In a natural setting rain falls on plants, or directly onto the ground and is absorbed into the soil to be taken-up by plant roots or to make its way into the groundwater. When humans disrupt this system by replacing absorbent landscapes with hard surfaces like buildings, sidewalks, and roads.open_in_new The water that falls on these hard surfaces becomes stormwater runoff and is channeled into our drainage systems, picking up lawn chemicals, bacteria, oils, and hard metals like copper from vehicle brakes along the way and eventually depositing them in our streams, rivers, lakes, and oceans.

Kamchatka

Sockeye salmon, still grey in color having just transitioned from sea to freshwater.

Photo © The Nature Conservancy (Ami Vitale)

Stormwater runoff is the number one polluter and greatest ecological risk to the Puget Sound watershed with 525 poor water quality streams, rivers, lakes, and marine water-bodies across the Puget Sound region. Given that the Pacific salmon populations fuel a three billion dollar industry and employs tens of thousandsopen_in_new, it is important that we do our part to reduce this threat to the waters of Puget Sound to protect these and other wildlife species, alongside one of the region’s economic engines.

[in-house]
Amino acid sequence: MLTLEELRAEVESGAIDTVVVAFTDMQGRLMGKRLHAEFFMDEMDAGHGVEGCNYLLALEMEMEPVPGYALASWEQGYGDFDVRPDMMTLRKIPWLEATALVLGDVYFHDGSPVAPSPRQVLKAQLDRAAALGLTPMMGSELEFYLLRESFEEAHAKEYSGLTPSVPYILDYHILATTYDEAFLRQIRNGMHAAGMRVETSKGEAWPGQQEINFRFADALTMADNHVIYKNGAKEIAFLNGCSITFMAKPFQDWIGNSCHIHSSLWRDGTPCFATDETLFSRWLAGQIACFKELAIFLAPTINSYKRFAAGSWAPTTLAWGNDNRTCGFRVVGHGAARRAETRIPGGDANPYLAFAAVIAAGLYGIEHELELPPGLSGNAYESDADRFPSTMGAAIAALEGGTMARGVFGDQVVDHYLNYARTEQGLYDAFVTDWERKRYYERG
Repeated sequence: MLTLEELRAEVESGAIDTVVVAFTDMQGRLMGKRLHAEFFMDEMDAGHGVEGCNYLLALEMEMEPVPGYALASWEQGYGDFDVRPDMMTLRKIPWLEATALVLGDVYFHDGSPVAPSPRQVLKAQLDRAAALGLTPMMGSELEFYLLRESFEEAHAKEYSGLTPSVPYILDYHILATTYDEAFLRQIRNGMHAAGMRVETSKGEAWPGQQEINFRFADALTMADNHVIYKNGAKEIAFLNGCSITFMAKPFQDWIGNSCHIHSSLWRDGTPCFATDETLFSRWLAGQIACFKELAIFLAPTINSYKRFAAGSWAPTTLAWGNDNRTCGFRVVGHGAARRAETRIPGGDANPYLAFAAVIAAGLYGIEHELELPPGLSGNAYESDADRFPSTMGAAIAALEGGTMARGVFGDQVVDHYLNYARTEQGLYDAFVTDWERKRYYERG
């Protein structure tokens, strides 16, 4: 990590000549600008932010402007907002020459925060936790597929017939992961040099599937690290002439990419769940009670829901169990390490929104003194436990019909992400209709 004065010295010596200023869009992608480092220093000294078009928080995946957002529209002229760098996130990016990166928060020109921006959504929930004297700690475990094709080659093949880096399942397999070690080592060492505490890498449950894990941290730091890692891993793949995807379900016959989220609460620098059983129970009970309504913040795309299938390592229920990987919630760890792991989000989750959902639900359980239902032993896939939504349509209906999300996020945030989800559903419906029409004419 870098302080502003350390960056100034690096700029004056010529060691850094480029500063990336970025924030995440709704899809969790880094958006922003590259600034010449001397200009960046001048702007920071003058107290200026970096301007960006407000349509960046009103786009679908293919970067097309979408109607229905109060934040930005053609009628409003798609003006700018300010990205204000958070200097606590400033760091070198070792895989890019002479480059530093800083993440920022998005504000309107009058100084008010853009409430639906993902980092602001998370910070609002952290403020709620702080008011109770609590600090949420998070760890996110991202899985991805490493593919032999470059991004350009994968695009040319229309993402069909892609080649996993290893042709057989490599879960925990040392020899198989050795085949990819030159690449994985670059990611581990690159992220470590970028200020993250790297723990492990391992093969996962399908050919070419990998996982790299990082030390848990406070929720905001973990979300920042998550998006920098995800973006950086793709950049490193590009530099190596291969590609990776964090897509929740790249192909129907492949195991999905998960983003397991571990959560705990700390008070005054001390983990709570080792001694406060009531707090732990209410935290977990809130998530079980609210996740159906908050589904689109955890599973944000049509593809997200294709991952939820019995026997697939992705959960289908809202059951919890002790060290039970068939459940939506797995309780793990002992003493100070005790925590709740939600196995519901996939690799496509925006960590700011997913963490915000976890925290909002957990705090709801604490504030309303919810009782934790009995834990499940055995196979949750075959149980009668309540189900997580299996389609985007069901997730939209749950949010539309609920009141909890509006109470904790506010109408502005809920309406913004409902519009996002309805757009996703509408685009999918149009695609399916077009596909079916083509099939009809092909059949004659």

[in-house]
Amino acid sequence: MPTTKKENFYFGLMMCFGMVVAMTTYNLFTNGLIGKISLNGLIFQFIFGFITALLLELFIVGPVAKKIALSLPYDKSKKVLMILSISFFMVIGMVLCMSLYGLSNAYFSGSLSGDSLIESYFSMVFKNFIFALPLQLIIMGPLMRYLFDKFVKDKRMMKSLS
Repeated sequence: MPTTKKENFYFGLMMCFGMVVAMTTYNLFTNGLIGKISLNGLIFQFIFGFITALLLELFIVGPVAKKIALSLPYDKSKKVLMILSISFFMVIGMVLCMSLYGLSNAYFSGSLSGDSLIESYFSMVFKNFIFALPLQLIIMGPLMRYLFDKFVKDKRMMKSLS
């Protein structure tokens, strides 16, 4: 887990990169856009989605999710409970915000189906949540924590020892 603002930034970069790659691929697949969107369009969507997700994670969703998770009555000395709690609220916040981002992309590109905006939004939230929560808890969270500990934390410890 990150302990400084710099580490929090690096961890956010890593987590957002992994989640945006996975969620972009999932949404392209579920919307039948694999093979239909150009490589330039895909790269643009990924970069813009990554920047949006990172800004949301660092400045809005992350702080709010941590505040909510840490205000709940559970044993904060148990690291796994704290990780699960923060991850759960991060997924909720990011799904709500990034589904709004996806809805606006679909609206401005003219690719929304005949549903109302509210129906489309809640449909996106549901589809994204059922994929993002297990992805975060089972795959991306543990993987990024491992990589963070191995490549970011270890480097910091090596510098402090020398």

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Photo © City Habitats

Organizations, municipalities, businesses, academics and individuals across Puget Sound are working on addressing the impact of stormwater pollution on the waters of Puget Sound. City Habitats was launched by The Nature Conservancy, Stewardship Partners, and Washington Environmental Council to build collaboration between these partners. Right now, the growing network includes 70 partners working together towards:

  • One billion gallons of stormwater treated using green infrastructure
  • One million trees planted or maintained to impact freshwater quality, sequester carbon, and benefit underserved communities through greening and nature-based solutions.
  • 20,000 new rain gardens
  • Green spaces created and enhanced in ways that better the quality of life
  • Cross sector, issue, and jurisdictional leaders collaborate to drive forward green stormwater infrastructure